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The Cuban Missile Crisis – 58 Years Ago this Week

On the night of October 22, 1962, the President of the United States, John F. Kennedy gave a speech on nationwide television. That speech marked the beginning of an international crisis that would grip the world for several weeks. For those of you too young to remember, this article might be a good history lesson.

 

The speech by President Kennedy set in motion a series of clandestine, diplomatic negotiations that narrowly averted WW III. Those tense weeks of international diplomacy and intrigue came to be known as The Cuban missile crisis. As a young, newly commissioned Naval officer, this author was given a front-row seat to what unfolded that October, 58 years ago. 

 

Sometime, round 1900 hours [7:00 PM, EST] on the night of October 22, I sat with a large group of officers in the wardroom dining area of the aircraft carrier, USS Randolph [CVS-15].  We were quietly cruising the waters of the Atlantic, a few hundred miles due east of Jacksonville, Florida. We were awaiting a nationwide address by the President of the United States. The fleet had been told to expect a very important speech by our Commander-in-Chief.

 

First, let me set the context for that night. After my graduation from Auburn in August 1962, I had been commissioned an Ensign in the Navy and temporarily assigned to the Randolph. I would be there until my flight training started at Naval Air Station Pensacola, the second week in November. 

Randolph was an Essex class, fast attack aircraft carrier during WW II, and had played a vital role in defeating the Japanese. Randolph still carried a reminder from WW II, when she had been attacked by a Japanese kamikaze on March 11, 1945. The plane struck the ship on the starboard side, just below the flight deck, killing 27 men and wounding 105. As a reminder of that attack, one of the large metal propellers from the kamikaze had been mounted on the forward bulkhead of the hanger bay with a memorial plaque that listed the names of the men who had been killed. 

 

The old black and white television in the wardroom that carried the president’s speech was mounted above the deck and was difficult to see. However, the audio portion of the speech was broadcast throughout the ship so that everyone could hear what was said. President Kennedy’s speech was forceful and direct: the United States had overflown Cuba with a U-2 reconnaissance aircraft and had taken clear pictures of Soviet medium range, offensive,  nuclear missiles being placed in service. The original flight by the U-2 was on October 14, but it had taken a week for U.S. intelligence to verify the photos and for the President and the National Security Council to plan a response.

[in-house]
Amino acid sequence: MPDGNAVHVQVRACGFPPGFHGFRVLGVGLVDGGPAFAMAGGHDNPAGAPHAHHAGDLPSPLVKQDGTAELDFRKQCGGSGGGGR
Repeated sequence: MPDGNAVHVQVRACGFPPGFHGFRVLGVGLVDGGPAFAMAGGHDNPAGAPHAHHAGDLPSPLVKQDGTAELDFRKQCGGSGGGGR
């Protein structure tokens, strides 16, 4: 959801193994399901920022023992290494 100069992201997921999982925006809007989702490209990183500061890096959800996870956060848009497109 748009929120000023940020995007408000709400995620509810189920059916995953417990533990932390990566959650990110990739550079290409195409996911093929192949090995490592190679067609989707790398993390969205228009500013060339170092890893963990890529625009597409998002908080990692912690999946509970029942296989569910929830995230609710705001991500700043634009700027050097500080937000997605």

The President began by announcing a strict quarantine of all offensive military equipment being shipped to Cuba. All ships bound for Cuba with those type cargoes would be stopped and turned back. The President continued:

 

“It shall be the policy of this nation to regard any nuclear missile launched from Cuba against any nation in the Western Hemisphere as an attack by the Soviet Union on the United States requiring a full retaliatory response upon the Soviet Union.

 

I call upon Chairman Khrushchev to halt and eliminate this clandestine, reckless and provocative threat to world peace and to stable relations between our two nations….He has an opportunity now to move the world back from the abyss of destruction.”

 

President Kennedy’s response to Khrushchev’s careless and dangerous actions of placing nuclear missiles 90 miles from the United States began one of the most dangerous confrontations of the Cold War. When it was over, the young American President would gain

international stature for his patient diplomacy in avoiding war.

 

Back in the wardroom of the Randolph, things were pretty tense. Right after the President’s speech, I noticed a subtle turn of the ship [it turned to 180 degrees, due South] and the increased vibrations from large screws indicated an increase in speed. I thought no more of the ship’s changing directions and speed until the 1MC [the main communications speaker system throughout the ship], blared out an announcement,

   “Would the following officers report to the ship’s office immediately: Ensigns Vick, Brown and Smith.” I’m not sure that the other two were named Brown and Smith [after 58 years], but all three of us made it to the ship’s office in short order. The Yeoman in charge explained that since the three of us were due to leave the ship in a couple of weeks, we were being sent ashore immediately because the Randolph was bound for Cuba. He explained it this way, “Gentlemen, be on the flight deck in one hour or you’ll be going to Cuba with the rest of us.”

 

The orders instructed us to report to the OOD [Officer of the Day] at Jacksonville Naval Air Station,  Jacksonville, Florida. 

At approximately 2200 hours [10:00 PM], we boarded the COD [carrier onboard delivery] aircraft and were launched into the night sky. As soon as we were airborne, we turned due west and landed at NAS Jacksonville around midnight.

 

The Randolph would continue south and be the lead ship in the Navy’s massive quarantine operation. The Cuban Missile Crisis would be over in another week or so but not before a confrontation at sea nearly led to nuclear war. That critical moment came to be known as Black Saturday, October 27, 1962. To be continued.

 

John Vick

 

[Sources: National Archives; Wikipedia; The Kennedy Library; The Smithsonian Museum; ussrandolphcv15.com]